As refactoring goes on, it's time to answer some questions. The main new features (URLs and list items inside a paragraph) have a great on the whole design. Both may take place inside a paragraph; both start (and end) with a line break. That's a major change, as in former design the paragraph was a single piece as long as there were no two contiguous line breaks. While it's not a part of the grammar itself (as in the Novelang.g file), URLs support being "decorated" with a preceding double-quoted block, or an angled-bracketed block. So we should consider that URLs inherently spread over many lines and expose a double-quoted block. List items inside a paragraph are called "small list items". They cannot spread over more than one line (no break inside). For this reason, a small list item may not contain a paragraph. So we have a new beast: text blocks which don't contain line breaks as paragraphs do. For this reason, they cannot contain URLs or small lists. We'll call monoblock a text block with no line break. We'll call spreadblock a text with line breaks (as it may spread over several lines). We can't have URLs inside small lists. But's that's ok because there is another thing called "big list items" that's a plain paragraph with a special indicator at its start. By now (master branch), titles for sections and chapters are casual paragraphs. I wonder if it now makes sense to have URLs or small lists inside a title? Another limit I put arbitrarily is to forbid URLs and small lists inside double-quoted blocks. This sounds right for the URL because of the double-quoted block that may decorate a URL (it's logically impossible to have double-quoted block inside double-quoted block without an additional delimiter). For the small list, it's more for typographical sanity. Does it make sense to extend this to any asymmetrical delimiter (emphasis, interpolated clause...)? Sometimes it's useful to emphasize a whole paragraph, including its URLs and small lists. Because I'd like Novelang grammar to be twisted and abused in any technically-feasible way (for creating idioms), it doesn't make sense to forbid titles to be paragraphs, nor to forbid asymmetrically-delimited blocks (except double-quoted blocks) to spread over several lines and contain URLs and small list items. Depending on the stylesheet, things like this could make sense:
=== This is a section with embedded small list items:
- item1
- item2
- item3

This is a paragraph.
Rendering may look like:
This is a section with embedded small list items: item1, item2, item3.
Same for URLs. Because URL href must stand on its own line, this encourages adding a display text:
=== "This is URL display text"
At the end, it seems that technically feasible things drive to well-designed grammar! Thanks to ANTLR for helping me to express the grammar so clearly.


Tree manipulation languages

As a background task I'm thinking on how to improve the Book definition. By now, Novelang books are a sequence of imperative tasks:
insert file:the-preamble.nlp 

insert file:. 

Apart of the mapstylesheets command, insert command is all about inserting trees in the main document. Default behavior is to create one tree from a Part file. The $recurse command creates many trees (one per Part file) from given directory. The $style command creates a style node right under the root of the inserted tree. One of the planned features of Novelang is to build Books from identifiers, which are subtrees. As it's all manipulating trees one can note that XSLT transforming a Book tree into a PDF or a HTML document are all about manipulating trees, too, but they act at a different stage: once the content of the document is well-defined. And XSLT work as producing a changed version of one input tree, they don't build a tree from multiple sources. As XSLT make a good work, I googled on "tree manipulation language" to see if there is something useful here, at least to take inspiration from. TXL I found TXL, which seems backed by serious research. Unfortunately it doesn't come an an embeddable Java library. TXL scripts define an input grammar for building up the tree, then rules for creating / adding / moving / deleting nodes. It looks sweet for experimenting with languages. Tregex and Tsurgeon Tregex is a regex-like language for extracting nodes from a tree. Tsurgeon is Tregex extension for manipulating the trees extracted by Tregex. The Tregex language itself looks good. Given a tree like this:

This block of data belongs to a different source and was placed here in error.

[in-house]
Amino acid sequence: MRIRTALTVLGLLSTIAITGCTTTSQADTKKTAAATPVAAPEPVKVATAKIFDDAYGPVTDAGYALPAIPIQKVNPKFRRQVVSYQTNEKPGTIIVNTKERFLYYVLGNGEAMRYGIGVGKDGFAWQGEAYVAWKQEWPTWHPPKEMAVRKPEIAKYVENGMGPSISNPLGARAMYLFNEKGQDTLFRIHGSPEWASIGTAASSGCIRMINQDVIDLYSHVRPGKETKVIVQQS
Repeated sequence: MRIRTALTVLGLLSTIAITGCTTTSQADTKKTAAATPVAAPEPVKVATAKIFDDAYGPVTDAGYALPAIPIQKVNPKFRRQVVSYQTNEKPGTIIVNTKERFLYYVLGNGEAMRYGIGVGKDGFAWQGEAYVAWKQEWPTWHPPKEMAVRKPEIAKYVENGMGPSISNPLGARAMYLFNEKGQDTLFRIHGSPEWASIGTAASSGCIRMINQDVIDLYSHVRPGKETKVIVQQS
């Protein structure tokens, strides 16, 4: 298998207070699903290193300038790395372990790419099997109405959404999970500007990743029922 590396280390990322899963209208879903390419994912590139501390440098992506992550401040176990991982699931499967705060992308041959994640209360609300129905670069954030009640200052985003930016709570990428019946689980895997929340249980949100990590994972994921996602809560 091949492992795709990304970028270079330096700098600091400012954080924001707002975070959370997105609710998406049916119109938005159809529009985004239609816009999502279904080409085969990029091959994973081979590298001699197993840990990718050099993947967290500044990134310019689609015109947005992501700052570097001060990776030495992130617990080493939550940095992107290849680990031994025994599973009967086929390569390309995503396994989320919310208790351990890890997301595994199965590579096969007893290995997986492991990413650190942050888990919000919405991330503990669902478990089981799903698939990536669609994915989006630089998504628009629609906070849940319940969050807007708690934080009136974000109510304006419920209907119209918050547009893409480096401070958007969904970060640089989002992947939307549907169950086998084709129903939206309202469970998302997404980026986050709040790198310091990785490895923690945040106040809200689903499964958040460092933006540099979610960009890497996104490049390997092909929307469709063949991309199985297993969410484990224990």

/ |  \
The following Tregex expression means something like "Call 'n' the node that has a 'NP' node as a parent and with a sibling which has a 'PP' node as a sibling while this last node should be called 'pp2' by the way." :
NP=np < (NP $+ (PP $+ PP=pp2))
Then here is a Tsurgeon expression :
adjoin (NP=new_np NP@) np
move pp2 >- new_np
Applying the Trex and Tsurgeon expressions on the tree above give a new tree like this:
     /  \  
   NP    PP
  / \ 
Tregex and Tsurgeon are bundled in a Java library. I don't like their design of the Tree class I don't discuss the fact their Tree class should be mutable, at least because this may save memory with some algorithms. But the Tree class is a concrete class declaring more than one hundred of public methods. Most of them could have been part of a utility class. You are dishonestly invited to compare to Novelang's Tree definition! Conclusion As far as I see, there is much work done on tree manipulation languages. While they enable to do anything on a given tree, they are a very special jargon that won't help non-geeks to create Novelang Book files. So I should find other areas to investigate if I want new ideas in this area.



Leo is some kind of text editor with the ability to aggregate files and parse special processing directives. It can be seen as a tool to create and manage graphs of text fragments. Where Leo shines is for extracting some code fragments, using its own directives. There is some likeliness with Novelang, that has books including parts. I don't want anything like a graphical front-end for Novelang now but there may be some ideas to steal from Leo.